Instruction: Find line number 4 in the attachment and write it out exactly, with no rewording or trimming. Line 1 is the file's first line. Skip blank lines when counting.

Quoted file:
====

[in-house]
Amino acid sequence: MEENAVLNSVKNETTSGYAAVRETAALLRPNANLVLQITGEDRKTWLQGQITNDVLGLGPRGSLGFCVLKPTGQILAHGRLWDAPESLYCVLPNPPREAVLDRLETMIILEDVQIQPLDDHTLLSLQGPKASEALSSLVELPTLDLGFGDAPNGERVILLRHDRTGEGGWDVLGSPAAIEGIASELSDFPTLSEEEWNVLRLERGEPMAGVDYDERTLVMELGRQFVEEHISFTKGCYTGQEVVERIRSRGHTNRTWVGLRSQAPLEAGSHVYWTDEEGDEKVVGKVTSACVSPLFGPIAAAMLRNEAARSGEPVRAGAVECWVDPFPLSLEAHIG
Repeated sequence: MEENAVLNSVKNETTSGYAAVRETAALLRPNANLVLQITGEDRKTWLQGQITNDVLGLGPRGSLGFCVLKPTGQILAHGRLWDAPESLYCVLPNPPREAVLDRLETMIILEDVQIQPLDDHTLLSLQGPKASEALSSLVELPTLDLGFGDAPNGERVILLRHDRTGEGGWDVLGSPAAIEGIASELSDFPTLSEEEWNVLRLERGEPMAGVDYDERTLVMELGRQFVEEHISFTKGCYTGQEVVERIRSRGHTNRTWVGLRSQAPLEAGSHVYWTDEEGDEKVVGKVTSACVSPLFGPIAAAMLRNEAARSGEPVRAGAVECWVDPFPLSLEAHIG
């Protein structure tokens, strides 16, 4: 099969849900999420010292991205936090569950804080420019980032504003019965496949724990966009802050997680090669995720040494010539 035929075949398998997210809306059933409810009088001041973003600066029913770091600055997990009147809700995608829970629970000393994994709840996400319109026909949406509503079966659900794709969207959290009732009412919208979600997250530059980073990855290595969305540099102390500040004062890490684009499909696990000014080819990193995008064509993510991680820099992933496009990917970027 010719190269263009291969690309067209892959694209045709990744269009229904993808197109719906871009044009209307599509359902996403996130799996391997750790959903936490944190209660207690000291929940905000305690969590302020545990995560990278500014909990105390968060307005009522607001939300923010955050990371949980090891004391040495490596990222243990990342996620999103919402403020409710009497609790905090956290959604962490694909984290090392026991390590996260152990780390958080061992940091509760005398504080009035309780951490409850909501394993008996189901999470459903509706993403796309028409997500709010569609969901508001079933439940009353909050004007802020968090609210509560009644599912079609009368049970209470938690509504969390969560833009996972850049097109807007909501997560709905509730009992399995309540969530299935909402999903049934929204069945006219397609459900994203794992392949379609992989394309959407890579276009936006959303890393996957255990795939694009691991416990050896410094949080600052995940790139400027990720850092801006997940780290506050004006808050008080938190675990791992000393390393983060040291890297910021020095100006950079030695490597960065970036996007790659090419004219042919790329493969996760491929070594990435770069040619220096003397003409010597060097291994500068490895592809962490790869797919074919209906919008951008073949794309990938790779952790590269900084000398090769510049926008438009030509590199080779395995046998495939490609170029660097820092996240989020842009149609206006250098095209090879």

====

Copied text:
């Protein structure tokens, strides 16, 4: 099969849900999420010292991205936090569950804080420019980032504003019965496949724990966009802050997680090669995720040494010539 035929075949398998997210809306059933409810009088001041973003600066029913770091600055997990009147809700995608829970629970000393994994709840996400319109026909949406509503079966659900794709969207959290009732009412919208979600997250530059980073990855290595969305540099102390500040004062890490684009499909696990000014080819990193995008064509993510991680820099992933496009990917970027 010719190269263009291969690309067209892959694209045709990744269009229904993808197109719906871009044009209307599509359902996403996130799996391997750790959903936490944190209660207690000291929940905000305690969590302020545990995560990278500014909990105390968060307005009522607001939300923010955050990371949980090891004391040495490596990222243990990342996620999103919402403020409710009497609790905090956290959604962490694909984290090392026991390590996260152990780390958080061992940091509760005398504080009035309780951490409850909501394993008996189901999470459903509706993403796309028409997500709010569609969901508001079933439940009353909050004007802020968090609210509560009644599912079609009368049970209470938690509504969390969560833009996972850049097109807007909501997560709905509730009992399995309540969530299935909402999903049934929204069945006219397609459900994203794992392949379609992989394309959407890579276009936006959303890393996957255990795939694009691991416990050896410094949080600052995940790139400027990720850092801006997940780290506050004006808050008080938190675990791992000393390393983060040291890297910021020095100006950079030695490597960065970036996007790659090419004219042919790329493969996760491929070594990435770069040619220096003397003409010597060097291994500068490895592809962490790869797919074919209906919008951008073949794309990938790779952790590269900084000398090769510049926008438009030509590199080779395995046998495939490609170029660097820092996240989020842009149609206006250098095209090879």